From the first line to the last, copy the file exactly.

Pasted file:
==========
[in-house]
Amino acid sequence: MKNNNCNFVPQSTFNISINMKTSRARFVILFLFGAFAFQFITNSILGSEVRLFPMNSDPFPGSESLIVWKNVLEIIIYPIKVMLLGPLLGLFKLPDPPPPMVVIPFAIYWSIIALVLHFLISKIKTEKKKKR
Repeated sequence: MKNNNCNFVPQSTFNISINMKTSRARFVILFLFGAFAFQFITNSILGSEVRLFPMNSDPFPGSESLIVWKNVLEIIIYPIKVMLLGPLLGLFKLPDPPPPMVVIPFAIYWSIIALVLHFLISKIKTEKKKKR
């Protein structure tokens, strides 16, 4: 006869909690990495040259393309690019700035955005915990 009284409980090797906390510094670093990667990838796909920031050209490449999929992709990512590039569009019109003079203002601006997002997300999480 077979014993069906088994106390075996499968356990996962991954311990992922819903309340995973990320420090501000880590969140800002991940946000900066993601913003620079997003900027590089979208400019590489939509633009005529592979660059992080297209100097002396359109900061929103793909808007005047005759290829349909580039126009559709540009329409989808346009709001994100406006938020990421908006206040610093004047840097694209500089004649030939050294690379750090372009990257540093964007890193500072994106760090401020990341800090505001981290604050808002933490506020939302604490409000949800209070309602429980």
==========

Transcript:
[in-house]
Amino acid sequence: MKNNNCNFVPQSTFNISINMKTSRARFVILFLFGAFAFQFITNSILGSEVRLFPMNSDPFPGSESLIVWKNVLEIIIYPIKVMLLGPLLGLFKLPDPPPPMVVIPFAIYWSIIALVLHFLISKIKTEKKKKR
Repeated sequence: MKNNNCNFVPQSTFNISINMKTSRARFVILFLFGAFAFQFITNSILGSEVRLFPMNSDPFPGSESLIVWKNVLEIIIYPIKVMLLGPLLGLFKLPDPPPPMVVIPFAIYWSIIALVLHFLISKIKTEKKKKR
């Protein structure tokens, strides 16, 4: 006869909690990495040259393309690019700035955005915990 009284409980090797906390510094670093990667990838796909920031050209490449999929992709990512590039569009019109003079203002601006997002997300999480 077979014993069906088994106390075996499968356990996962991954311990992922819903309340995973990320420090501000880590969140800002991940946000900066993601913003620079997003900027590089979208400019590489939509633009005529592979660059992080297209100097002396359109900061929103793909808007005047005759290829349909580039126009559709540009329409989808346009709001994100406006938020990421908006206040610093004047840097694209500089004649030939050294690379750090372009990257540093964007890193500072994106760090401020990341800090505001981290604050808002933490506020939302604490409000949800209070309602429980």